The Charlie Ebdo affair and the Rise&fall of empires

13 Jan

There is an issue I am having with myself when it comes to writing about current affairs when it involves Muslims. Things like Charlie Ebdo are so big that as a blog person (I can’t bring myself to call myself a blogger yet) to not comment is blog suicide. Going by this, my months of silence when there has been much material to write about is something that needs to be addressed.

Of course part of this is just that people are great at writing brilliant articles that make me feel no need to add to the debate when I feel they’ve got it down. Another thing though. I’ve said it before and it hasn’t gone away: This resentment at having to react to these events, often awful, always on the defensive. There are plenty of muslims and non-muslims who bring real thoughtfullness to the debate, in this case, realising that there is enough nuance in language for one to utterly condemn the murders while also not aligning themselves with a rascist publication for the sake of a hashtag. We need these thoughtful voices and more power to them. But still I resent it. It is constant and never-ending. The calls for Muslims to condemn, take responsibilty explict or implicitly become stronger everytime. It marks our social media and  our discussions and the way we engage with the world. It marks our lives. These are no longer one-offs, this is a theme, a thread becoming more and more exposed.

This is probably the only time in my life I can pretend to be highbrow, but I found my solution to this problem in philosophy. I came across a brief description of Ibn Khaldun’s changing fate of kingdoms, an explanation on why empires rise and fall. To summarise: All civilisations go through a cycle of conquest, decay and reconquest. They arise frome a simple and forceful beginning, develop to an optimal point, and then corrode and decline.This is categerised by five stages: 1. Establishement: group solidarity based on ties of religion and family, 2. The ruler of the group monopolises power and can build a well-ordered state,  3. Luxury and leisure, economic prosperity where men enjoy the comfort and pleasures of the world, self-indulgence, 4. The stage of contentment, satiation, and complacency, and so the state already starts to decline and disintegrate, and finally 5. The last stage of wasteful extravagance and decline. The habits of comfort and luxury have resulted in weakness and vice, and they can no longer defend themselves from a new young healthy group still in stage 1 and so the cycle begins again. This is history: Cyclical development. I really recommend you read up on it. I realise you will then discover I summarised it terribly but I accept this painful sacrifice for your noble pursuit of knowledge.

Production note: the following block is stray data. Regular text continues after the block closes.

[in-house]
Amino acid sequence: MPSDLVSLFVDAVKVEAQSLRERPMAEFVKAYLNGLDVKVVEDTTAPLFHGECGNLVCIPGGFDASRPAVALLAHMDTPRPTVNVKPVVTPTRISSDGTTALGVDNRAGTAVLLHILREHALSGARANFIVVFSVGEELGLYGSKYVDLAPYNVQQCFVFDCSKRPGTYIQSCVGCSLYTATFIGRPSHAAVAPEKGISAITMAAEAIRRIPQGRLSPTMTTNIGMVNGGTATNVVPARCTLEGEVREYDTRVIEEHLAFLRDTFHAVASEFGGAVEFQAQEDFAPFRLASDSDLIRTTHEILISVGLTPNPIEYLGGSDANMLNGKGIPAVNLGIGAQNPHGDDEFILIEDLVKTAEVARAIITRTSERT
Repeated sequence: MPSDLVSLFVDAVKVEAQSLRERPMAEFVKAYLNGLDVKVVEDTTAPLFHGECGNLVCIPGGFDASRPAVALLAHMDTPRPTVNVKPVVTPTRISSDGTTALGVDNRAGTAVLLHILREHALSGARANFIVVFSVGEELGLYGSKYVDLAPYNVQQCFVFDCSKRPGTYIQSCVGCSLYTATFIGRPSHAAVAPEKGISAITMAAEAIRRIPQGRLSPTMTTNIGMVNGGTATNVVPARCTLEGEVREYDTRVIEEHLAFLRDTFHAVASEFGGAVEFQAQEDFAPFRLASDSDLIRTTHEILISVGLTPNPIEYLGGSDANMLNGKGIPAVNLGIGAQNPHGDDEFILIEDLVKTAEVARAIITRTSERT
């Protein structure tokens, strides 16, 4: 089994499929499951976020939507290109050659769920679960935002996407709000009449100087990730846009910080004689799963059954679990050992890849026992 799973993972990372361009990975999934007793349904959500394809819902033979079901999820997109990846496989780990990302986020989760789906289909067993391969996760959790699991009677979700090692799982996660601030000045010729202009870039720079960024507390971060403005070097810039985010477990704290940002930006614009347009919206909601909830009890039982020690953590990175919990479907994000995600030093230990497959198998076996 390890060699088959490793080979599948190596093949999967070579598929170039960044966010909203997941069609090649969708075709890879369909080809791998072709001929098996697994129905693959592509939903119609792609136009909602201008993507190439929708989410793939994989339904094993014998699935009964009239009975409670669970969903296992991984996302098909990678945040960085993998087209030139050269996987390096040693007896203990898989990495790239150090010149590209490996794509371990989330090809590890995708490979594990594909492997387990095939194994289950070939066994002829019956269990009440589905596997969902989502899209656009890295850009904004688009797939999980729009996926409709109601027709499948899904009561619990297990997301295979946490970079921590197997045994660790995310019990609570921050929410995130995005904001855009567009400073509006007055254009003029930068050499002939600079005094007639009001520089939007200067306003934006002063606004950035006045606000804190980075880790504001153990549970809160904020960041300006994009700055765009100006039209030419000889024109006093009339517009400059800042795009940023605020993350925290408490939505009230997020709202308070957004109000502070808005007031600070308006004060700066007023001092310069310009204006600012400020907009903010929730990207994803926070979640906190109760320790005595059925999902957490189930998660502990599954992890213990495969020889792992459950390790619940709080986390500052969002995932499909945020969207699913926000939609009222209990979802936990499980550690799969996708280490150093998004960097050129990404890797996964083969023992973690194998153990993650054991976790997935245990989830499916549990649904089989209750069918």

All societies, states, cities, economies and cultural endevours are caught in this cycle. I find comfort in this. We muslims, as a religion or a culture or a society, just happen to be in this state of disintegration. This is why everything seems to be going wrong for us. That doesn’t sound terribly comforting I know. But it is, because at least I can accept it. I can stop asking why and stop feeling so resentful. Life is ebbs and flows, and we are in the ebb. I can stop wondering why the incredible efforts by those who are wise seem to rarely be making a difference to the discourse or to reality. We are just in the ebb but an ebb will eventually turn into a flow. Maybe knowing this, we can stop being so disappointed when we do not see immediate changes and we are having the same conversations over and over again. Maybe also, it’s a reassurance that we don’t always need to be so anxious, like there is something that we’ve forgotten to say that will make everything better. Why do we need to when this is just a reflection of the times we are in rather than any real reflection of who we are in essence? I think, for me at least, being able to separate reality and truth to discourse and culture, is fundemental. I seek truth and reality, which discourse and culture may not hold. Perhaps this is obvious but its easy to get caught up, your environment can easily become your reality. So let me be free of it and let it not waste my time. I am talking of it here in terms of the cultural discourse but this is in terms of everything, development, politics, life. Know history, the reality we are living in now has not been our reality forever, and therefore it will not be our reality forever. Things change, sometimes not for a while, but then they do.

In conclusion: Do not bore me by telling me Muslims will never change or the Middle East will always be marred by conflict and war or you’ve given up hope. You are not dealing with permanence, you are dealing with stages. Your efforts today will make a difference soon.  Hopefully in your lifetime, though probably not if you’re over 40.

*I got my nice little summary from this nice short lecture:

2 Responses to “The Charlie Ebdo affair and the Rise&fall of empires”

  1. Aymen September 14, 2015 at 8:40 PM #

    Wooow favourite blog from all. Well written 👍

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